• Maybe we should ask l'Académie française? May 23, 2019 at 18:50
• They would probably return an answer even if they didn't have one in advance :) May 23, 2019 at 20:14
• Iteration count is a parameter that you can choose directly; likewise memory use and parallelism for other password hashes like Argon2.

These should be tuned according to the user's available resources: how many CPU cores they can use in parallel to log in, how much memory they can use while logging in, and how many seconds they are willing to wait for login—which, of course, depends on how fast the user's CPU runs.

• Usually work factor is the ratio (or log-ratio, sometimes instead called ‘security level’) of an adversary's expected cost at breaking a cryptosystem, like finding a uniform random 256-bit key $$k$$ given $$\operatorname{AES}_k(81263)$$, to the cost of computing AES. For AES-256, we might hope it is around $$2^{256}$$—although actually, if we have many different keys $$k_1, k_2, \dots, k_n$$ of interest, the attacker can save effort attacking them simultaneously so that it is actually around $$2^{256}/n$$ per key.

Attack costs are sometimes measured in time, but this is not a good unit because if one CPU can evaluate $$\operatorname{AES}_k(81263)$$ for a thousand different keys in 1000 nanoseconds, a die with 1000 AES circuits can evaluate it for a thousand different keys in 1 nanosecond. But the product of parallelism and time spent is constant. More generally—for algorithms like sorting that have high communication costs as well—the AT or area*time cost, which measures the product of die area and time spent powering the die, is a good proxy for cost in joules or rubles.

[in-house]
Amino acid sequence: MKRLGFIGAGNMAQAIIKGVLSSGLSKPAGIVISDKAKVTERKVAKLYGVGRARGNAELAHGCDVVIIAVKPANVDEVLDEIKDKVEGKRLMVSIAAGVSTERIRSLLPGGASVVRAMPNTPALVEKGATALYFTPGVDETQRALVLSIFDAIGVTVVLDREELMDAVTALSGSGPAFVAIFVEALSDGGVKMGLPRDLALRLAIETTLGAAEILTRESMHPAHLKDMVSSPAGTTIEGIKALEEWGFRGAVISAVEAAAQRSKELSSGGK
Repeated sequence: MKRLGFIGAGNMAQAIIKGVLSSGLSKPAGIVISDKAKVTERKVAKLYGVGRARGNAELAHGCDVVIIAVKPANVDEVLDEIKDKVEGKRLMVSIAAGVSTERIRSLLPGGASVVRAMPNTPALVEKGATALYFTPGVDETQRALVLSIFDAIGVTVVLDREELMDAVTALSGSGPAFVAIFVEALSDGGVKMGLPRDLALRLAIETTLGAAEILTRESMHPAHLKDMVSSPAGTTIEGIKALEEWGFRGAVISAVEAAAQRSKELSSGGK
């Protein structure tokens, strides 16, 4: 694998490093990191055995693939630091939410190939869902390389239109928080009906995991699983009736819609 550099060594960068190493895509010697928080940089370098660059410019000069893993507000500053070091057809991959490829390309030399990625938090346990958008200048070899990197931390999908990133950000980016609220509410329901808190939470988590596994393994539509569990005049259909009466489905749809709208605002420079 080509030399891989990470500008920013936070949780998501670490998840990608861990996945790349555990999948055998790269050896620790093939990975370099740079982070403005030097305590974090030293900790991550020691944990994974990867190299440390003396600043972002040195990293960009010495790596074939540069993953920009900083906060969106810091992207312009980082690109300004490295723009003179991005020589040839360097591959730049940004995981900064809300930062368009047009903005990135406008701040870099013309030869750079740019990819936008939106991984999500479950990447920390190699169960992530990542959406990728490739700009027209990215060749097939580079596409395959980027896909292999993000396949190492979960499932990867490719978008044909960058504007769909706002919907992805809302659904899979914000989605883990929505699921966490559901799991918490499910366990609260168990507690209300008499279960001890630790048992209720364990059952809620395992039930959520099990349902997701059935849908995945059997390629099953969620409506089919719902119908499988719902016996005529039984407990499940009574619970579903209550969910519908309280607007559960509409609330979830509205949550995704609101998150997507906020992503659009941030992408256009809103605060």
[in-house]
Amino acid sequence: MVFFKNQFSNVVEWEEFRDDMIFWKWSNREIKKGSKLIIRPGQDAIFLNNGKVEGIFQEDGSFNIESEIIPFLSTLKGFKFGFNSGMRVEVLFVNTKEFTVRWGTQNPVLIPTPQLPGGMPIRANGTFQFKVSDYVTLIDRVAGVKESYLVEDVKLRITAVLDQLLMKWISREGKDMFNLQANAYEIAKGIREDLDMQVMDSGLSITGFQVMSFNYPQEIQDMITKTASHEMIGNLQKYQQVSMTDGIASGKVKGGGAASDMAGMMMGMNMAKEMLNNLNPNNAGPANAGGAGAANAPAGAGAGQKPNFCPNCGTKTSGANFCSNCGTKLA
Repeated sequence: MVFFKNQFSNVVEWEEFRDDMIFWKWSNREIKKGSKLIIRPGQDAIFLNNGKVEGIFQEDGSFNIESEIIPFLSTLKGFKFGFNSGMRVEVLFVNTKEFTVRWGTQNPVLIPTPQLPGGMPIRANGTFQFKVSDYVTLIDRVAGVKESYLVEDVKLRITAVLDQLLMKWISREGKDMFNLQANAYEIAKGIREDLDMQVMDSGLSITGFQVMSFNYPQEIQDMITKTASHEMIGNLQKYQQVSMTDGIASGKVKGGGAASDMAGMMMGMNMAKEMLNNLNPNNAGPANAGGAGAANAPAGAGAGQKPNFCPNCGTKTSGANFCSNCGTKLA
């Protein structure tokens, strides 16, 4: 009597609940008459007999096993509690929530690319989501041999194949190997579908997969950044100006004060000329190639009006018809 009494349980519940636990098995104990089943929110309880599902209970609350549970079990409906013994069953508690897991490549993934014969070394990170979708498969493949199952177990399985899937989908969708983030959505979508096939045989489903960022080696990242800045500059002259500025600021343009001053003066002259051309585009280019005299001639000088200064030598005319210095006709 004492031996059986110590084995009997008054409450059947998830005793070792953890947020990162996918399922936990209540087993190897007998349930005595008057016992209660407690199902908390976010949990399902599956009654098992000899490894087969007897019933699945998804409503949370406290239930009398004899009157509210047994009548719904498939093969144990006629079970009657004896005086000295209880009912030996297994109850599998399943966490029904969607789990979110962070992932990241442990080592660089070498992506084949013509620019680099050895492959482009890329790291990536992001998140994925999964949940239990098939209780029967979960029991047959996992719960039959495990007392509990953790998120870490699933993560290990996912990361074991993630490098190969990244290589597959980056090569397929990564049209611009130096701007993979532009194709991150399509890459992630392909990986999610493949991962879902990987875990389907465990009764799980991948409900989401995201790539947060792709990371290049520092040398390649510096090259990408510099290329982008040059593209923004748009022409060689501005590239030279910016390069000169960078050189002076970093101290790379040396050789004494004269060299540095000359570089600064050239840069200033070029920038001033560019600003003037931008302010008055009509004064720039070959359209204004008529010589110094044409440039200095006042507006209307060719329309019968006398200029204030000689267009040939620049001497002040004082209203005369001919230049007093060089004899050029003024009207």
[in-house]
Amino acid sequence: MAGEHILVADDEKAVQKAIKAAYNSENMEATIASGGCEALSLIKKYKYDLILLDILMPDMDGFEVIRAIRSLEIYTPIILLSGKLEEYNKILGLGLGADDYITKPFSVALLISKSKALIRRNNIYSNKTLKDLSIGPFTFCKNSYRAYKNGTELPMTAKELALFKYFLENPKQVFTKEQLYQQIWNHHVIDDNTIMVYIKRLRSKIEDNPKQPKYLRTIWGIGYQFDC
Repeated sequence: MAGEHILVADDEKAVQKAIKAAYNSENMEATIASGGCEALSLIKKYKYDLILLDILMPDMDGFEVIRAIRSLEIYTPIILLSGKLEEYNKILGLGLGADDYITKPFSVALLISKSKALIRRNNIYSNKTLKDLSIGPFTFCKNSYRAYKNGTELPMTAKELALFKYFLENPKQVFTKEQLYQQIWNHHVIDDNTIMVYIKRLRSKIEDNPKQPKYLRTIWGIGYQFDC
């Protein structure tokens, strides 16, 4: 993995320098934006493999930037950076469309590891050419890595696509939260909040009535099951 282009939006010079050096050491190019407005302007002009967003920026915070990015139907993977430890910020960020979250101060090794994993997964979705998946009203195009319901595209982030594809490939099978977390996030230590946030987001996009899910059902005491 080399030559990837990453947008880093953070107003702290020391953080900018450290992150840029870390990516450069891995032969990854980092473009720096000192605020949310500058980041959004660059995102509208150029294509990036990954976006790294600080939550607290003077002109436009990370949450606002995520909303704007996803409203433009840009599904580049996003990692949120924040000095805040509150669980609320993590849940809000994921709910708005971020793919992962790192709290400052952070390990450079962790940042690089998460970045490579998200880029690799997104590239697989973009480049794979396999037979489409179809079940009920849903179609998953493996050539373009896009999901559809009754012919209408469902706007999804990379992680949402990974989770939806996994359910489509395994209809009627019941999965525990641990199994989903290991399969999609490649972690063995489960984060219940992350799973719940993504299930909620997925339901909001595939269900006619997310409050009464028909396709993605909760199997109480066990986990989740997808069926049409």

• What a good password hash aims to do is raise the adversary's expected cost of brute force attack by raising the average cost of trying a single guess using all the resources a user has at their disposal—time to twiddle thumbs, scratch memory to scribble garbage over, and CPU cores to run in parallel.

What really determines the work factor is the probability distribution on passwords: choose your password from the space $$\{\text{‘password’}, \text{‘hunter2’}\}$$, and the work factor is a little pathetic; choose your password to be ten diceware words from a 7776-word list, and the work factor should be around a comfortable $$2^{128}$$ (unless someone forgot to salt the password hash and it comes out real bland and watery).